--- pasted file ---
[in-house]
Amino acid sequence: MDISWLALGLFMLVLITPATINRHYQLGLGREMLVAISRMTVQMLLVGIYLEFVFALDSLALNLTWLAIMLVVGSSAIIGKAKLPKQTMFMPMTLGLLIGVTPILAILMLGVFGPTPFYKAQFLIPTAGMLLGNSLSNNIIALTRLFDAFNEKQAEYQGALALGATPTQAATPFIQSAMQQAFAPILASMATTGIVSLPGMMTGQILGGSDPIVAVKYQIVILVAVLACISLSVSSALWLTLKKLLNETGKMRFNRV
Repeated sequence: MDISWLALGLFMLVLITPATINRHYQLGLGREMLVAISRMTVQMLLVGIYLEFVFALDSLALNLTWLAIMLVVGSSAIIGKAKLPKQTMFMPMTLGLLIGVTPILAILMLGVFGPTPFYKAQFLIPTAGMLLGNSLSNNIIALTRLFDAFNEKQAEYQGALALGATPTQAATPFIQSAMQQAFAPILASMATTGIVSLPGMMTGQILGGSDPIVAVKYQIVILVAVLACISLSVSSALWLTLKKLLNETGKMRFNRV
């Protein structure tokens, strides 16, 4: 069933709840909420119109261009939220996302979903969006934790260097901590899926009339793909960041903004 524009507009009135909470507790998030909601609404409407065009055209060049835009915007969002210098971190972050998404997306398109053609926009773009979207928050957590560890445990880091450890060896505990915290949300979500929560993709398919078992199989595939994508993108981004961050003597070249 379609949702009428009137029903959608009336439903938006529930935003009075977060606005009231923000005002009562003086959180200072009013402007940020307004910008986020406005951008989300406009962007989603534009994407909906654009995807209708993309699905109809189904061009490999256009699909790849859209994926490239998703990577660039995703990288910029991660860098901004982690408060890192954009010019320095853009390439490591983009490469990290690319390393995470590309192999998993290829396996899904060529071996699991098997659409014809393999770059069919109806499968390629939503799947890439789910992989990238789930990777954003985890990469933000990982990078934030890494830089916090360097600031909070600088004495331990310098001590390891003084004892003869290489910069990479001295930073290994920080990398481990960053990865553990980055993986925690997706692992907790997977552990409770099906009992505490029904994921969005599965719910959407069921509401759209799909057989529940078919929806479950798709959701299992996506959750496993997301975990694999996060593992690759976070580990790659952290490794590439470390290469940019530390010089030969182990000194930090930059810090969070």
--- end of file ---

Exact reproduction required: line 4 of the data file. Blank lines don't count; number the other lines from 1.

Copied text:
């Protein structure tokens, strides 16, 4: 069933709840909420119109261009939220996302979903969006934790260097901590899926009339793909960041903004 524009507009009135909470507790998030909601609404409407065009055209060049835009915007969002210098971190972050998404997306398109053609926009773009979207928050957590560890445990880091450890060896505990915290949300979500929560993709398919078992199989595939994508993108981004961050003597070249 379609949702009428009137029903959608009336439903938006529930935003009075977060606005009231923000005002009562003086959180200072009013402007940020307004910008986020406005951008989300406009962007989603534009994407909906654009995807209708993309699905109809189904061009490999256009699909790849859209994926490239998703990577660039995703990288910029991660860098901004982690408060890192954009010019320095853009390439490591983009490469990290690319390393995470590309192999998993290829396996899904060529071996699991098997659409014809393999770059069919109806499968390629939503799947890439789910992989990238789930990777954003985890990469933000990982990078934030890494830089916090360097600031909070600088004495331990310098001590390891003084004892003869290489910069990479001295930073290994920080990398481990960053990865553990980055993986925690997706692992907790997977552990409770099906009992505490029904994921969005599965719910959407069921509401759209799909057989529940078919929806479950798709959701299992996506959750496993997301975990694999996060593992690759976070580990790659952290490794590439470390290469940019530390010089030969182990000194930090930059810090969070």